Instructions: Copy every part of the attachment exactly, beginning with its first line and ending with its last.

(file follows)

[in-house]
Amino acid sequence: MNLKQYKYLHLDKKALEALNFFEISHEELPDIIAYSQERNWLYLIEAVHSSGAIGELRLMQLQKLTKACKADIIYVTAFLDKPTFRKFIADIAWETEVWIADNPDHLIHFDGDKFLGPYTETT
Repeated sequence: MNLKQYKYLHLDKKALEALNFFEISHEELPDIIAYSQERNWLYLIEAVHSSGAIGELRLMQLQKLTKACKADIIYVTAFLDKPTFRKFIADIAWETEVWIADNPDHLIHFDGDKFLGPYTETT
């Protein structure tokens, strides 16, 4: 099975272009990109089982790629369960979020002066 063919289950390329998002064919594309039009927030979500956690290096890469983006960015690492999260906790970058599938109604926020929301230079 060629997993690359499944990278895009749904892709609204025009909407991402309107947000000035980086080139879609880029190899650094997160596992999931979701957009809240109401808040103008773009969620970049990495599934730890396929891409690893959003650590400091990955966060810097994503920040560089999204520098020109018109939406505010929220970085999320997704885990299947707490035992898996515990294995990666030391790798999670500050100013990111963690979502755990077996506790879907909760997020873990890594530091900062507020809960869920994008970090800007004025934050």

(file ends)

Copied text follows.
[in-house]
Amino acid sequence: MNLKQYKYLHLDKKALEALNFFEISHEELPDIIAYSQERNWLYLIEAVHSSGAIGELRLMQLQKLTKACKADIIYVTAFLDKPTFRKFIADIAWETEVWIADNPDHLIHFDGDKFLGPYTETT
Repeated sequence: MNLKQYKYLHLDKKALEALNFFEISHEELPDIIAYSQERNWLYLIEAVHSSGAIGELRLMQLQKLTKACKADIIYVTAFLDKPTFRKFIADIAWETEVWIADNPDHLIHFDGDKFLGPYTETT
């Protein structure tokens, strides 16, 4: 099975272009990109089982790629369960979020002066 063919289950390329998002064919594309039009927030979500956690290096890469983006960015690492999260906790970058599938109604926020929301230079 060629997993690359499944990278895009749904892709609204025009909407991402309107947000000035980086080139879609880029190899650094997160596992999931979701957009809240109401808040103008773009969620970049990495599934730890396929891409690893959003650590400091990955966060810097994503920040560089999204520098020109018109939406505010929220970085999320997704885990299947707490035992898996515990294995990666030391790798999670500050100013990111963690979502755990077996506790879907909760997020873990890594530091900062507020809960869920994008970090800007004025934050």